Gerard Williams III in particular was the chief architect for over a decade at Apple, having been the lead architect on all of Apple’s CPU designs up to the Lightning core in the A13 – with the newer Apple A14 and Apple M1 Firestorm cores possibly also having been in the pipeline under his direction.
NUVIA particularly had made aggressive claims about how their design would be able to significantly outperform the competition both in raw performance and power efficiency once it came to market – usually such claims are always to be taken with scepticism, however due to the members of the design team and talent having proven themselves in the form of Apple’s very successful CPU microarchitectures, there’s a lot more weight and credibility to them compared to other start-ups.Source: Anandtech
Very impressive performance if confirmed. But I guess one wouldn’t expect any less from alumni of Apple’s chip team.
#18 Global Consumer Spending in Mobile Apps Reached a Record $111 Billion in 2020, Up 30% from 2019
Source: Sensor Tower.
App trends from 2020, some surprising, some not so surprising.
Top revenue generating non-game apps:
Tinder looking good, even though dating apps should have had a rough year given widespread lockdowns globally. If you rewind the clock and ask people what a bear case scenario for dating apps would look like, they would likely say COVID-19, yet, Tinder held strong.
Top non-game app downloads:
Nothing too surprising here. TikTok is a beast.
Top revenue-generating game apps:
Nothing too surprising here either. Note that PUBG Mobile and Arena of Valor are Tencent games. Roblox also coming in nice. And Garena Free Fire (Sea’s leading game) also comes in nicely on the Google Play side.
Top game app downloads:
Where Free Fire shines is on downloads. #2 globally overall, and #1 on Google Play. This is important because monetization is still ramping up for Free Fire. I’m quite intrigued that something named “Brain Test” is the #7 most downloaded app globally in 2020.
#19 Jeff Bezos’ Blue Origin aims to fly first passengers on its space tourism rocket as early as April
After years in development, Jeff Bezos’ private space company Blue Origin aims to carry its first passengers on a ride to the edge of space in a few months.
New Shepard is designed to carry people on rides past the edge of space, reaching an altitude of more than 340,000 feet (or more than 100 kilometers). The capsule spends several minutes in zero gravity before returning to Earth, with massive windows to give passengers a view. Both the rockets and the capsules are reusable, with the boosters returning to land vertically and the capsules landing on control of a set of parachutes.Source: CNBC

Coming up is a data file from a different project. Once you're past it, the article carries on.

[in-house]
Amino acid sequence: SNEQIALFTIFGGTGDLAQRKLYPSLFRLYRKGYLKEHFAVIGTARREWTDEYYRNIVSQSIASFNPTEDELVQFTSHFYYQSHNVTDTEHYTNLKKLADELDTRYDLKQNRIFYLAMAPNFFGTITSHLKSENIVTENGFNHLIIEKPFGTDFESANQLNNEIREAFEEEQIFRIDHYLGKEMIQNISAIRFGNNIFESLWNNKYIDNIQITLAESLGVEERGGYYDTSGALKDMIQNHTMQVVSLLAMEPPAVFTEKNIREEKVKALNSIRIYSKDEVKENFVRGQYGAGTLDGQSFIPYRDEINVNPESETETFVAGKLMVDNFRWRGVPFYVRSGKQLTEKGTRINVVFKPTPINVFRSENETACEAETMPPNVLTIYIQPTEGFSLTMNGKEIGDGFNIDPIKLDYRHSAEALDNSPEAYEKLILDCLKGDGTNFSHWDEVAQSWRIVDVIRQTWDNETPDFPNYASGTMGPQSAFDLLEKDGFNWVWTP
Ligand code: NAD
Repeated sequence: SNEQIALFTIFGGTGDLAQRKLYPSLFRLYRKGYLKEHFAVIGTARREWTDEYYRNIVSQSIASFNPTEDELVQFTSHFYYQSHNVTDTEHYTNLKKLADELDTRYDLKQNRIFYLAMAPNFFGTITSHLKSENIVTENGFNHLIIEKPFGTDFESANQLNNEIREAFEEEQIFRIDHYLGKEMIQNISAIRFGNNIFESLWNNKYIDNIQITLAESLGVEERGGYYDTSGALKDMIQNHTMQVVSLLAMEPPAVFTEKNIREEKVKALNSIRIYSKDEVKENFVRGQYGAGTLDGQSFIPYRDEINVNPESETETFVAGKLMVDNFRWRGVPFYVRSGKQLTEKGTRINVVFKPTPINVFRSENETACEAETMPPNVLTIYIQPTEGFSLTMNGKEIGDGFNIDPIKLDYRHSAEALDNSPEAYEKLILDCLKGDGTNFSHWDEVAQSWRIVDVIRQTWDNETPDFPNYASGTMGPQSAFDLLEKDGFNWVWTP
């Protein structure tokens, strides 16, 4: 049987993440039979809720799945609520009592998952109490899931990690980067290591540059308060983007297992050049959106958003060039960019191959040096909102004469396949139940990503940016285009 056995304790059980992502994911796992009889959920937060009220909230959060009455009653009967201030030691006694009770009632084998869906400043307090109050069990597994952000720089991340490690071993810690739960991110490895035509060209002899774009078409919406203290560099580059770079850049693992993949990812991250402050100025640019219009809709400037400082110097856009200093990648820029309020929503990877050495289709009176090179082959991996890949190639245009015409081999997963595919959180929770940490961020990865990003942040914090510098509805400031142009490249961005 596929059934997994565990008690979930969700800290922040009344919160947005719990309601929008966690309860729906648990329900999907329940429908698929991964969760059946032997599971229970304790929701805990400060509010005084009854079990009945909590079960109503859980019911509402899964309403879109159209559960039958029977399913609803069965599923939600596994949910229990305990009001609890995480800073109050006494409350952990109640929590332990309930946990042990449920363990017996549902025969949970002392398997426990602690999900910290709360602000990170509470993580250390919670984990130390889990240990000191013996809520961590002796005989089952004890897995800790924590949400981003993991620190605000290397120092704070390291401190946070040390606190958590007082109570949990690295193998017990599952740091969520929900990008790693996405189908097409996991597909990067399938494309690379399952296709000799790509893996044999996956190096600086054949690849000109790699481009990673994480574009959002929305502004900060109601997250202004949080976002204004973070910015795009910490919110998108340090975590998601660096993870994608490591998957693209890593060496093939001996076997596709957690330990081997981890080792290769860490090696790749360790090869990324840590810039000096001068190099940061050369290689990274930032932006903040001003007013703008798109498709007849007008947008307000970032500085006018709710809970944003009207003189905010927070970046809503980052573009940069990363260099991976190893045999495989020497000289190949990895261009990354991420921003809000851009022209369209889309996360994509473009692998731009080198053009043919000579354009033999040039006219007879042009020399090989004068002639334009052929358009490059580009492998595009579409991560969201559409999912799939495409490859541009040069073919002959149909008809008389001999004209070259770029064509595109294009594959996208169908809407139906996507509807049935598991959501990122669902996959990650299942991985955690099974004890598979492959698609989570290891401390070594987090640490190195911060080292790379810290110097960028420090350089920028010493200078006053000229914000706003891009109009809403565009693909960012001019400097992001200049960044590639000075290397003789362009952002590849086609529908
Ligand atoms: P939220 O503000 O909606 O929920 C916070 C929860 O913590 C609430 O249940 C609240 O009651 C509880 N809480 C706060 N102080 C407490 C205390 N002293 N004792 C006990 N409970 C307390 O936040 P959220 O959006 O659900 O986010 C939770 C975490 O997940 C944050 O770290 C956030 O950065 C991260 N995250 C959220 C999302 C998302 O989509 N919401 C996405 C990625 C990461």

SpaceX gets all the love, but Blue Origin is no less impressive. That first image is the interior cabin of the rocket. Looks fantastic.
#20 Nuclear fusion tech developer General Fusion now has Shopify and Amazon founders backing it
General Fusion’s process is based on technology called magnetized target fusion (MTF), first proposed by the U.S. Naval Research Lab and developed in the 1970s.
The process involves creating a magnetically confined moderately warm plasma of around 100 eV (roughly 50 times the photon energy of visible light) in a flux conserver (a shell that preserves the magnetic field). By rapidly compressing the flux conserver and the magnetic field inside of it surrounding the plasma, the plasma is superheated to a temperature that can initiate a fast fusion burn and create a fusion reaction, according to a 2017 description of the technology from General Fusion’s chief science officer and founder, Michel Laberge.Source: TechCrunch
Nuclear energy gets a bad rap, but it’s the most sustainable source of energy for our planet. If General Fusion can actually do nuclear fusion in such a small footprint / facility, it would dramatically change our planet’s energy relationship and energy dependency.
#21 The 2500-year-old Technique to Make Ice in the Desert
Ok. That brings us to one more question. What did the ancients do? How did they manage without a fridge? Well, the ancients were far smarter than we give them credit. Take the ingenious Persians for example; they managed to make ice in the desert.
2500 years ago, Persia was surrounded by hot and arid deserts and it was obvious that people craved cold drinks and cold items to sustain the heat. And ancient Persian engineers created an innovative cold storage technology that enabled people to store ice right in the middle of the burning desert. The technique was so low-cost and simple to make that even poor people could afford it.Source: Lessons from History via Medium
I still only sort-of know how a modern refrigerator works despite having read about it in various science and technology books.
Very impressive that the peoples of antiquity could figure so much process know-how out without understanding the underlying science.